FIG. 3 shows the periodic well-shaped energy band diagram 35 associated with the monocrystal silicon sample containing planes of Li7 atoms 57 shown in FIG. 2C. A well-shaped region containing a high density of conduction electrons 61 exists near the conduction energy band edge 24. These well-shaped regions containing a high density of conduction electrons 61 exist because of the planes containing a high density of Li7 atoms 59 in the monocrystal silicon sample 20 shown in FIG. 2C. For each plane containing a high density of Li7 atoms 59 in the monocrystal silicon sample 20 shown in FIG. 2C, there exists a corresponding well-shaped region containing a high density of conduction electrons 61 in the energy band diagram shown in FIG. 3. The distance between two neighboring well-shaped regions containing a high density of conduction electrons 61 is the same as the distance between two neighboring planes containing a high density of Li7 atoms 56 shown in FIG. 2C. The periodic well-shaped energy band diagram 35 in FIG. 3 is a periodic electronic potential structure.

The equipment used to create the standing electromagnetic waves shown in FIGS. 2A and 2B is shown in FIG. 4. The monocrystal silicon sample uniformly doped with Li7 atoms 21 and the electromagnetic waves 44a and 44b of FIG. 2A are shown inside the vacuum chamber 96 in FIG. 4. FIG. 4 shows the monocrystal silicon sample uniformly doped with Li7 atoms 21 in the path of a standing electromagnetic wave, which is created by the splitting, and crossing of a electromagnetic wave 44z inside the vacuum chamber 96. Inside the vacuum chamber 96 a quantum cascade laser 76 creates the electromagnetic wave 44z, which propagates through a variable actuator 78 and a spatial light filter 80. The quantum cascade laser 76 is a coherent, constant wave source tuned to the frequency 1.56×1013 Hz with a power output of 60 milliwatts. The electromagnetic wave 44z then diverges into a convex lens 82 and is then reduced to a 10.16 cm (4 inch) beam diameter by a iris 84. The electromagnetic wave 44z is then split into two electromagnetic waves 44a and 44b, perpendicular to one another, by a beam splitter 86. Two electromagnetic waves 44a and 44b then reflect from a reflector 88 and intersect and overlap parallel to one another such that a standing electromagnetic wave forms within the monocrystal silicon sample uniformly doped with Li7 atoms 21 as described in FIG. 2A. A support fixture 92 holds the monocrystal silicon sample uniformly doped with Li7 atoms 21 in place while the standing electromagnetic wave forms the planes containing a high density of Li7 atoms 59 and planes containing a low density of Li7 atoms 60 inside of it as described in FIGS. 2A and 2B. To pump down and maintain a vacuum in the vacuum chamber 96 a vacuum pump 98 is connected to the vacuum chamber and is operated as needed. Vacuum is defined here as a gas pressure of less than or equal to 1 torr.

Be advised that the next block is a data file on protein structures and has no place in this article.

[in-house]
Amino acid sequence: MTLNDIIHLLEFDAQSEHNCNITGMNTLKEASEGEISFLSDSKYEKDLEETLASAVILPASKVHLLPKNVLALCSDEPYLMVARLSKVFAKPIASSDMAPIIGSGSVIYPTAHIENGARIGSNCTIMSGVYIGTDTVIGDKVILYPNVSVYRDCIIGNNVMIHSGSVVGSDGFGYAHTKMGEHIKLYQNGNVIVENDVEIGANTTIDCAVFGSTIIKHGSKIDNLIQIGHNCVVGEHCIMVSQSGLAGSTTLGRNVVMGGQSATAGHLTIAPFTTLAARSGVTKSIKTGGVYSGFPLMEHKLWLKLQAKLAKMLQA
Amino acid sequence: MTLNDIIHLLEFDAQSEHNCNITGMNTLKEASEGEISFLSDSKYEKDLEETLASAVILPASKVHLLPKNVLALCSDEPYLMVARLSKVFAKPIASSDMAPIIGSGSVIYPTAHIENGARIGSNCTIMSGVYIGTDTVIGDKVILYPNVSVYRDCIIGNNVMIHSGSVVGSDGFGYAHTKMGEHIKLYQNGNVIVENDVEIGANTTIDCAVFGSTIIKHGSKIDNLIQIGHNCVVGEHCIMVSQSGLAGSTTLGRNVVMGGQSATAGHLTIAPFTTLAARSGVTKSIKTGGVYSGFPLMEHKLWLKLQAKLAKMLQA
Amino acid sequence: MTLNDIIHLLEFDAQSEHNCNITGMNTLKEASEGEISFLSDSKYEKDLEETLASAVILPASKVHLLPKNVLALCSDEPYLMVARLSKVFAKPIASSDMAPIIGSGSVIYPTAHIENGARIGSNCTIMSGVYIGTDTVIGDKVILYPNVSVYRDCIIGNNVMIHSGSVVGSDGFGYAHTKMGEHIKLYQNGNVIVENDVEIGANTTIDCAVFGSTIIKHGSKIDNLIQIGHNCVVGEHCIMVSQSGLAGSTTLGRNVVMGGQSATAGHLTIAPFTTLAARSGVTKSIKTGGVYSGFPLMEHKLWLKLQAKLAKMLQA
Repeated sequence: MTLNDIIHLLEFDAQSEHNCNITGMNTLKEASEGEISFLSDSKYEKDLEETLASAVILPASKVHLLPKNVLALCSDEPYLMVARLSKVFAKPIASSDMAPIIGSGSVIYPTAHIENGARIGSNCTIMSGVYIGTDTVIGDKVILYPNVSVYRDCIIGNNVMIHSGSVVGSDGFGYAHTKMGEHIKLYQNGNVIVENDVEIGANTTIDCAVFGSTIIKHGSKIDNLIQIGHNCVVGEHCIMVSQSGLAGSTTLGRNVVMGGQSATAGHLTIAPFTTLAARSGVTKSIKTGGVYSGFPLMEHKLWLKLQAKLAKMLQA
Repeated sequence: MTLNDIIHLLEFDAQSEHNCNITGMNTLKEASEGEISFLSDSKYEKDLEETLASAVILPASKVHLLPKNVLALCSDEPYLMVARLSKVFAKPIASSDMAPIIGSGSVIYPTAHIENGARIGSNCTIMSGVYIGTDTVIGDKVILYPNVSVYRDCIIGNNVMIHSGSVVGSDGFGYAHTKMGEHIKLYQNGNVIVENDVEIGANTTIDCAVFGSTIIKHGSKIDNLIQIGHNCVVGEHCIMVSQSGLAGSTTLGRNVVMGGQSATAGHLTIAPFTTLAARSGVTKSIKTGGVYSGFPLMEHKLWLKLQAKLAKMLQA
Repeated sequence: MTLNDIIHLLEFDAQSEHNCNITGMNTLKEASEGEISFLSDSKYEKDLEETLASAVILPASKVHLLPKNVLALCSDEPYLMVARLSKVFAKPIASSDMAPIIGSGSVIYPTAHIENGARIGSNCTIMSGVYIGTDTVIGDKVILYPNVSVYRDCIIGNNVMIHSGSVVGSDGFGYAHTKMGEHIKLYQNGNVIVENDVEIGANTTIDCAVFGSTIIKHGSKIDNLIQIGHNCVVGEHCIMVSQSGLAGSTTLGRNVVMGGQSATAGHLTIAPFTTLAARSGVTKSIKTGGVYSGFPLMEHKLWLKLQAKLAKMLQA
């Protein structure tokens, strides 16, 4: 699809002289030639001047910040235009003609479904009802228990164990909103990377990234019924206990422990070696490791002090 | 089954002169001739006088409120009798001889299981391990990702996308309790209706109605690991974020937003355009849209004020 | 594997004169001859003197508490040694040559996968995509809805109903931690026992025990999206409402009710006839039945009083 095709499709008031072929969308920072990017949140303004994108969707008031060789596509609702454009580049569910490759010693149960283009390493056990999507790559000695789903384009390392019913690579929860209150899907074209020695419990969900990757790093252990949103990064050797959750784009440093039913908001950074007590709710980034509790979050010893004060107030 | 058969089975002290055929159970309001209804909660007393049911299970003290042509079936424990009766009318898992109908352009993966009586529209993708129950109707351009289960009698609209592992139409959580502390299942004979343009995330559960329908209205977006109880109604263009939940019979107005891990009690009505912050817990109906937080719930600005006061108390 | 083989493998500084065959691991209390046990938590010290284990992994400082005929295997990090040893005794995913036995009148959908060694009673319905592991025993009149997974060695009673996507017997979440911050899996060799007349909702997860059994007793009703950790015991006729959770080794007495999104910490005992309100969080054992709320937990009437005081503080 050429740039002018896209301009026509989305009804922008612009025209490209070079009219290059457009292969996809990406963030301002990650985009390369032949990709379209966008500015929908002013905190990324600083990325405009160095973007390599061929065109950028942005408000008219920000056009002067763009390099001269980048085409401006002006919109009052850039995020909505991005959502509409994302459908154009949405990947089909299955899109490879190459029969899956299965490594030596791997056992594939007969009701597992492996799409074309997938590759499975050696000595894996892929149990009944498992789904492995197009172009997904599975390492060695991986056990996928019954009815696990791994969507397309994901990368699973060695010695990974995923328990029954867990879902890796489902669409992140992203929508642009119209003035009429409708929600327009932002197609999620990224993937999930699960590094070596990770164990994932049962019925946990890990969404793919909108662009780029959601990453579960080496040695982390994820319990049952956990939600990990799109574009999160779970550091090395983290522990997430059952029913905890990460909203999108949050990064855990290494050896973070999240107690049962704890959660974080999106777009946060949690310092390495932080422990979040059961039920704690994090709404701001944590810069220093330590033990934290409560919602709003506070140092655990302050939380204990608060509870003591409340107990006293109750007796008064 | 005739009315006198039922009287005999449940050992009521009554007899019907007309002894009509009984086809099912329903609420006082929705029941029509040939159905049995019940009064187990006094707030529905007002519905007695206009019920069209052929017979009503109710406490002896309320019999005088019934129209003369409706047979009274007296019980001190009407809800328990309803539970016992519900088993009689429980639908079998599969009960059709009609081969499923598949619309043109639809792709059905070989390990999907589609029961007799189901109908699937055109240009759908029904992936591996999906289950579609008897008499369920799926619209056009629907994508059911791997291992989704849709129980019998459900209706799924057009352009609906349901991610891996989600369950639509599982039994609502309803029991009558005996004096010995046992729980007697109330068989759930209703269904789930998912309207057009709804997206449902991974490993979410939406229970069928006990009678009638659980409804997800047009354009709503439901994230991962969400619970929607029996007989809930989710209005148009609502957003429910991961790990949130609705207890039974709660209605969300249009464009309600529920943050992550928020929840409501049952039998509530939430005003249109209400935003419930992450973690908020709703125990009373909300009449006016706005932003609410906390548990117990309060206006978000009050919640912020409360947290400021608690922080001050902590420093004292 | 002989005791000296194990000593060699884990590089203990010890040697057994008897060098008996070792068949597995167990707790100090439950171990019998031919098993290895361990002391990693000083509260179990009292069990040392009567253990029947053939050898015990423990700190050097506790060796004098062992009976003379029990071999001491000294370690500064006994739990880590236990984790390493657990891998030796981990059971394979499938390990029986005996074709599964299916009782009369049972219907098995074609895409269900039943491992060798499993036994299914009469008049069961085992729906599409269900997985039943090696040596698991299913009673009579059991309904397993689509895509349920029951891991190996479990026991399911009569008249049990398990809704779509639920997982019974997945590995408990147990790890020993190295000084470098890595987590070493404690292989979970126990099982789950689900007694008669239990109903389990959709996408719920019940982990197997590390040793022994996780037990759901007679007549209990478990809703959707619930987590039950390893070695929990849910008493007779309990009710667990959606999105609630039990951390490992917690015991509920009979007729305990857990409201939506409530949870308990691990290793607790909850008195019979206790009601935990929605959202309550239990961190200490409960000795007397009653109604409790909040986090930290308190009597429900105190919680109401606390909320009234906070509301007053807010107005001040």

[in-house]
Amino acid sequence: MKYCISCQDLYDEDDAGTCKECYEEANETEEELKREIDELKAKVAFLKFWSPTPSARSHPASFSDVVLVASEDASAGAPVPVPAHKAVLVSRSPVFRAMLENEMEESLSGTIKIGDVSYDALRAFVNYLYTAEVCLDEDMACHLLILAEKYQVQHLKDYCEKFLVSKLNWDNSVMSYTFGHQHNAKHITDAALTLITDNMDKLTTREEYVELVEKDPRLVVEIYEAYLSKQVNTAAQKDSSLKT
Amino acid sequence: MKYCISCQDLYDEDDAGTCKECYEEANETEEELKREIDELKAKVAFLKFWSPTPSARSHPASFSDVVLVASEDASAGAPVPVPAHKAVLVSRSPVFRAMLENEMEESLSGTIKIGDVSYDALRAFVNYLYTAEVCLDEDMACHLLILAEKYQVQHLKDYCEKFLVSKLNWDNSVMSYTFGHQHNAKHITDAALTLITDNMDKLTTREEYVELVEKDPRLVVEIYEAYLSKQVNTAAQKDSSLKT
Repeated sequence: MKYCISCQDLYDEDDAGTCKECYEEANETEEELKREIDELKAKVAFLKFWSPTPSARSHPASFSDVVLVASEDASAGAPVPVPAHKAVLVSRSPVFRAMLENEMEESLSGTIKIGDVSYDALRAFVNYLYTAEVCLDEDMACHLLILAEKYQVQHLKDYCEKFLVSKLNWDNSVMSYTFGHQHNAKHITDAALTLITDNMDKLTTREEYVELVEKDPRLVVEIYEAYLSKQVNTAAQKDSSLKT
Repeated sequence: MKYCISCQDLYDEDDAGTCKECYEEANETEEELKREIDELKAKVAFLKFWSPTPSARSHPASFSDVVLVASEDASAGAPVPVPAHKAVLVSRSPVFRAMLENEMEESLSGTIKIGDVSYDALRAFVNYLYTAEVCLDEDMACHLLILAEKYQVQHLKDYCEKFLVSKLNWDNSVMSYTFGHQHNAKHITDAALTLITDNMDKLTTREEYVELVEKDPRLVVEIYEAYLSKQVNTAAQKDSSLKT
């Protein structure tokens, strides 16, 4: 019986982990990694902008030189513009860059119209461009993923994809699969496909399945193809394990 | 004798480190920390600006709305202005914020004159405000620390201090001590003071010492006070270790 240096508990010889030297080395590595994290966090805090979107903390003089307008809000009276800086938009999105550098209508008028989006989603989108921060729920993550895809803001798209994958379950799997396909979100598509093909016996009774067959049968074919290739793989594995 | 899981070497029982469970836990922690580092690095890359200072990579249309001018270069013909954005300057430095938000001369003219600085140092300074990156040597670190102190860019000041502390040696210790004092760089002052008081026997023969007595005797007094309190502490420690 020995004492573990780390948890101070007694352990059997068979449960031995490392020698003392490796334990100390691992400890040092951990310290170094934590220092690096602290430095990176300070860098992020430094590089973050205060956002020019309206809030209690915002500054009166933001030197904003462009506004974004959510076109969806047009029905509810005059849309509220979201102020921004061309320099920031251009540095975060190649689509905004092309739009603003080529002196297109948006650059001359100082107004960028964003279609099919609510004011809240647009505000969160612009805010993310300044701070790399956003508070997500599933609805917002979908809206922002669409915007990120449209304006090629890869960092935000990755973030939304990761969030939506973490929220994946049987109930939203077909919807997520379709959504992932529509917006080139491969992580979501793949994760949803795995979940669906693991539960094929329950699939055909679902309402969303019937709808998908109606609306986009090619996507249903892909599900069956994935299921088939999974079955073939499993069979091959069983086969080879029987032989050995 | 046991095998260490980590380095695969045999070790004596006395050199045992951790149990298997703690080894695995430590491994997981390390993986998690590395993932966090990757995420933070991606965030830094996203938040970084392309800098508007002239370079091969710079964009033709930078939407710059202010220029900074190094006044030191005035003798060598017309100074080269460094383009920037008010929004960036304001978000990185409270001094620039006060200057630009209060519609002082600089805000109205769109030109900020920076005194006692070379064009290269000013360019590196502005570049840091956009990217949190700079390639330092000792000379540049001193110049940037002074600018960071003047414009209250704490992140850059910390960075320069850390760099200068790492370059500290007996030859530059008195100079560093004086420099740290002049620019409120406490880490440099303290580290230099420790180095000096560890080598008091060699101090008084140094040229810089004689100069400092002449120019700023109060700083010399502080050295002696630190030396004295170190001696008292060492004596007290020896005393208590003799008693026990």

FIG. 5A shows the process of converting the monocrystal silicon sample uniformly doped with Li7 atoms 21 to the monocrystal silicon sample containing rows or wires of Li7 atoms 108 using the standing electromagnetic wave 47 and a standing electromagnetic wave 102. The monocrystal silicon sample uniformly doped with Li7 atoms 21 in FIG. 5A and the monocrystal silicon sample containing rows or wires of Li7 atoms 108 in FIG. 5B are cubes with dimensions 1 mm×1 mm×1 mm. This cube is cut from a 15.24 cm (6 inch) diameter silicon single crystal ingot doped with 1014 Li7 atoms per cm3. The saw used is a diamond-tipped inner-hole blade saw. The cube is mechanically lapped and ground on all of its faces to obtain flat surfaces. To give the cube a mirror like finish on all of its faces it is polished using a slurry of fine SiO2 particles in basic NaOH solution. The temperature of the monocrystal silicon sample uniformly doped with Li7 atoms 21 is 300° K in FIG. 5A. The temperature of monocrystal silicon sample containing rows or wires of Li7 atoms 108 is 170° K in FIG. 5B.